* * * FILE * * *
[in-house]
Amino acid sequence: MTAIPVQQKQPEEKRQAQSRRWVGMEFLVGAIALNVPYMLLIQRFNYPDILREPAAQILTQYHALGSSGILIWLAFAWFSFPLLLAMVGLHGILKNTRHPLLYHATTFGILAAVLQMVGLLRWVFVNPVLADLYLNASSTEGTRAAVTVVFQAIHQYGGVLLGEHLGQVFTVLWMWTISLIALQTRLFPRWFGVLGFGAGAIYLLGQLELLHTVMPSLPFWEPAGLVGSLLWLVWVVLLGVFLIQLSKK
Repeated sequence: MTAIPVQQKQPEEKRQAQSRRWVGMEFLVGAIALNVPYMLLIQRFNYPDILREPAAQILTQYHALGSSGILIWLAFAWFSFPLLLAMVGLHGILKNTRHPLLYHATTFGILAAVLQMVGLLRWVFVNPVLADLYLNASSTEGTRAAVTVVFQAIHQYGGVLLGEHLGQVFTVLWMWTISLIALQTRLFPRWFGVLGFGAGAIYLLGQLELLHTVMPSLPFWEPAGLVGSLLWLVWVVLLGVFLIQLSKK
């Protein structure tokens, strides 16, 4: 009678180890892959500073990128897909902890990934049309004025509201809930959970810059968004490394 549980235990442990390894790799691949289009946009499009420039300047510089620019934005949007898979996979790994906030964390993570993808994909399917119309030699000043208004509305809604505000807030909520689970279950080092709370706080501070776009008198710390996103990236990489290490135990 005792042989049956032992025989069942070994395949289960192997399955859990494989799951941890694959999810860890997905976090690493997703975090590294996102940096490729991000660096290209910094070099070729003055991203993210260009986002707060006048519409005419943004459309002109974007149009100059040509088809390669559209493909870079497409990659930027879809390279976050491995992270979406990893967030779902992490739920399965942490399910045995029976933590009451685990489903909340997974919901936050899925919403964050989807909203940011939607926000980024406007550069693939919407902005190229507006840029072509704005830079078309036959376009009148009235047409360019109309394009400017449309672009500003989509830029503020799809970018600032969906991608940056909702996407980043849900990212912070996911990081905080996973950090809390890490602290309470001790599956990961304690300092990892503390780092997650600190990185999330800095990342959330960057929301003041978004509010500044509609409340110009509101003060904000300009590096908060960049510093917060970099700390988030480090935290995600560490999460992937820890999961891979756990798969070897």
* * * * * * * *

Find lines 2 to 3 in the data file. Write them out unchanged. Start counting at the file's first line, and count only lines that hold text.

Amino acid sequence: MTAIPVQQKQPEEKRQAQSRRWVGMEFLVGAIALNVPYMLLIQRFNYPDILREPAAQILTQYHALGSSGILIWLAFAWFSFPLLLAMVGLHGILKNTRHPLLYHATTFGILAAVLQMVGLLRWVFVNPVLADLYLNASSTEGTRAAVTVVFQAIHQYGGVLLGEHLGQVFTVLWMWTISLIALQTRLFPRWFGVLGFGAGAIYLLGQLELLHTVMPSLPFWEPAGLVGSLLWLVWVVLLGVFLIQLSKK
Repeated sequence: MTAIPVQQKQPEEKRQAQSRRWVGMEFLVGAIALNVPYMLLIQRFNYPDILREPAAQILTQYHALGSSGILIWLAFAWFSFPLLLAMVGLHGILKNTRHPLLYHATTFGILAAVLQMVGLLRWVFVNPVLADLYLNASSTEGTRAAVTVVFQAIHQYGGVLLGEHLGQVFTVLWMWTISLIALQTRLFPRWFGVLGFGAGAIYLLGQLELLHTVMPSLPFWEPAGLVGSLLWLVWVVLLGVFLIQLSKK